The first execution in Colorado occurred in 1859 with the hanging of John Stoefel for murder. In the ensuing years, many people, all men and all convicted of murder, were executed but in 1967, after the execution of Luis Jose Monge, the death penalty in Colorado, although still on the books, was no longer actively pursued. A few years later, in the 1972 case of Furman v. Georgia, 408 U.S. 238, the United States Supreme Court determined that most death penalty laws in America, including Colorado’s, were unconstitutional because they violated the Constitution’s ban against cruel and unusual punishment.
In 1976, Colorado’s new death penalty laws passed constitutional muster although since that time Colorado has only executed one person, Gary Lee Davis, who was executed in 1997, thirty years after Colorado’s last execution. There are currently three people on Colorado’s death row – Nathan Dunlap, Sir Mario Owens and Robert Ray. It should be noted that, although the population of Colorado is only 4% African-American, all three people on Colorado’s death row are African-Americans.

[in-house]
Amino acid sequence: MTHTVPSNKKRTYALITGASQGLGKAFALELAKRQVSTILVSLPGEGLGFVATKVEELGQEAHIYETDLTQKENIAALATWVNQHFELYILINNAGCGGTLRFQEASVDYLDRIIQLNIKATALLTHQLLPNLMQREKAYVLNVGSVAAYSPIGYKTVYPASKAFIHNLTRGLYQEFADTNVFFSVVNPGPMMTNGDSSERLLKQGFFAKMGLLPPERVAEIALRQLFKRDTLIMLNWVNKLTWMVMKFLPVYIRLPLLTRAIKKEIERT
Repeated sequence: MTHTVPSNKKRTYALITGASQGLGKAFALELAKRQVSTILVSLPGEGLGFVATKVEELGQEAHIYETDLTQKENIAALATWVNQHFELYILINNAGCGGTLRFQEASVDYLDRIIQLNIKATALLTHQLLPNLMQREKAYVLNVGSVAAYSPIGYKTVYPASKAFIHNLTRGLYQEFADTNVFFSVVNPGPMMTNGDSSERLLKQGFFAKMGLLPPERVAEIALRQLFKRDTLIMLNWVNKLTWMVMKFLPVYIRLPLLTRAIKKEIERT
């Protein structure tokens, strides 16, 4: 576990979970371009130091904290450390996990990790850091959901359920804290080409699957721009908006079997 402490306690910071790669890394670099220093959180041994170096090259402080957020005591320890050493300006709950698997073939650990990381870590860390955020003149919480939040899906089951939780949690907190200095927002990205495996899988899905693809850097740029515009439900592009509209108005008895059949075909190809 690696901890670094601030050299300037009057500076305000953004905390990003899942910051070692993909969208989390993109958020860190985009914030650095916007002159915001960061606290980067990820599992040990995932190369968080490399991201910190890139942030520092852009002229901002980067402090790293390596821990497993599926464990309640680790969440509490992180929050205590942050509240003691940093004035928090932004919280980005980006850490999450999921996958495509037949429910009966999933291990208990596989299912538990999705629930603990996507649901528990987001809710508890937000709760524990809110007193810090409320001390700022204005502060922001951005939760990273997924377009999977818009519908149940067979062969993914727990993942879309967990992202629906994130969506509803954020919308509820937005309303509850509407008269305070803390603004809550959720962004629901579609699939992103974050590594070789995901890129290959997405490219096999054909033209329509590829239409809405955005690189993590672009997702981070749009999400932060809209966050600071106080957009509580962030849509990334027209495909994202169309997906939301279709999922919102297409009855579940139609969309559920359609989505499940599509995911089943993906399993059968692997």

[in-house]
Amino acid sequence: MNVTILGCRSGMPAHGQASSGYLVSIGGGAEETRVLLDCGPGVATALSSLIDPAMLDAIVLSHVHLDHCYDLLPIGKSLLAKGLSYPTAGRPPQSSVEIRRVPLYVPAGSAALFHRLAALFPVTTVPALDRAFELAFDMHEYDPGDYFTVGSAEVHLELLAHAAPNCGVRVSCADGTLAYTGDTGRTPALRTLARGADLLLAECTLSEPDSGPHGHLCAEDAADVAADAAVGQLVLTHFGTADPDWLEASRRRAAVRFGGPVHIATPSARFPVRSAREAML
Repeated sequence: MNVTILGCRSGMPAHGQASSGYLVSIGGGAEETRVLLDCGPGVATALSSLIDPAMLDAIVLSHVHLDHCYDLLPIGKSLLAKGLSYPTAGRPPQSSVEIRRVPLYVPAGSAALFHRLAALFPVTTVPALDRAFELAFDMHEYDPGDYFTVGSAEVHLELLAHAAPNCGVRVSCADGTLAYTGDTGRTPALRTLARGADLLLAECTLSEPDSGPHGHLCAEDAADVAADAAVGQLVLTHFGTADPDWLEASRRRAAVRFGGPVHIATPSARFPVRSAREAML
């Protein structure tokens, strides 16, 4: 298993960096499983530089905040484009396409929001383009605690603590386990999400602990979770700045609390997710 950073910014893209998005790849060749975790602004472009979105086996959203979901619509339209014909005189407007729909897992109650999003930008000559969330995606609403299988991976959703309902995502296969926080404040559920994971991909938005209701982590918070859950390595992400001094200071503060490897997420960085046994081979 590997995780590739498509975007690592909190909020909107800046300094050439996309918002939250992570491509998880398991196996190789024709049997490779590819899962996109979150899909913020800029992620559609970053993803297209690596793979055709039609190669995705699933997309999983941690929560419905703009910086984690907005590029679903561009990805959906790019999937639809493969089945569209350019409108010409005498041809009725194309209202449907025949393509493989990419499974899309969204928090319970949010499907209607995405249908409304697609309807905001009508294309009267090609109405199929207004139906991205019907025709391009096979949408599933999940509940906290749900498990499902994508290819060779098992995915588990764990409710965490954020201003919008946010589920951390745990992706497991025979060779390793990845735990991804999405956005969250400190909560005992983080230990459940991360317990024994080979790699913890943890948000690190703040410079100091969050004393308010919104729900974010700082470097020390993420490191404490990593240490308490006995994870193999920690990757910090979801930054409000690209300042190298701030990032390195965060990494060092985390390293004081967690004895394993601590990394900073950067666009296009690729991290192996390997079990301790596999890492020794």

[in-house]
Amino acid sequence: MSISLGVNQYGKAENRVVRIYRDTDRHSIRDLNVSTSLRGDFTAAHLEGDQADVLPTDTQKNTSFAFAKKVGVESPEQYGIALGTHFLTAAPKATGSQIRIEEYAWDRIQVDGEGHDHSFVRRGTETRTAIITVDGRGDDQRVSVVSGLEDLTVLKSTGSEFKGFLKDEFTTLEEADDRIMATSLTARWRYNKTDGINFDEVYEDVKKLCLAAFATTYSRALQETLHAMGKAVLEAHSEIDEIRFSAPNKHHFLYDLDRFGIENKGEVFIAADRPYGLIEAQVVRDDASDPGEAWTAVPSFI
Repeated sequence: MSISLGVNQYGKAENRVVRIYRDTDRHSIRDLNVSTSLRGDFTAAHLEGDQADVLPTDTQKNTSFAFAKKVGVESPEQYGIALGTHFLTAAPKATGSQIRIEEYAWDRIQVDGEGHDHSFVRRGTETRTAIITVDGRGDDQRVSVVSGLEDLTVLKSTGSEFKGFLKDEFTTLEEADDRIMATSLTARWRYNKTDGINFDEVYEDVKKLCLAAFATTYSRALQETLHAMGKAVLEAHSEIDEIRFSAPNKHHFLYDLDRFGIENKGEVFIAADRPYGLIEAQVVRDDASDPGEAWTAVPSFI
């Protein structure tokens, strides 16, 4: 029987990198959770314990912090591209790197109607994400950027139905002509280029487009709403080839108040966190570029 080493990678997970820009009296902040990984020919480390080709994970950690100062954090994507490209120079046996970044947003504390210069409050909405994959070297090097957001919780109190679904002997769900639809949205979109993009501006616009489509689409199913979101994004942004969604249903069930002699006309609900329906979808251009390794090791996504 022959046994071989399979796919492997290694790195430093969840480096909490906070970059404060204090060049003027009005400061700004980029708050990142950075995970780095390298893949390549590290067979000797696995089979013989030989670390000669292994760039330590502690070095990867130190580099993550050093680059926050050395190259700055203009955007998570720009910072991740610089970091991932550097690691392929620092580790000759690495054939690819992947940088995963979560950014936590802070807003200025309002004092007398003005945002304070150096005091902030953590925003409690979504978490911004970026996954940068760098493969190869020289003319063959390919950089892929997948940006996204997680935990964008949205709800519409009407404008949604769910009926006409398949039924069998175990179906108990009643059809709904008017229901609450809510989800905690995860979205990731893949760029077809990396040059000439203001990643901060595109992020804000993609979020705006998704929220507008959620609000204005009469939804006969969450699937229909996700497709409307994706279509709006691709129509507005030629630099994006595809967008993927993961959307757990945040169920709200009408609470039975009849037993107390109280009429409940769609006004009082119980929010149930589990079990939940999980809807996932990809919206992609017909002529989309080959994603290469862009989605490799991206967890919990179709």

Currently in the United States, 31 states have death penalty statutes and 19, plus the District of Columbia, have abolished it. In the states that still have the death penalty, 12 of them, including Colorado, have not executed anyone in the last 5 years. A recent Pew Research Center poll found that support for the death penalty in America is reaching an all-time low and is still declining.
For an in-depth look at the history of the death penalty in Colorado, please see Professor Michael Radelet’s article CAPITAL PUNISHMENT IN COLORADO: 1859-1972.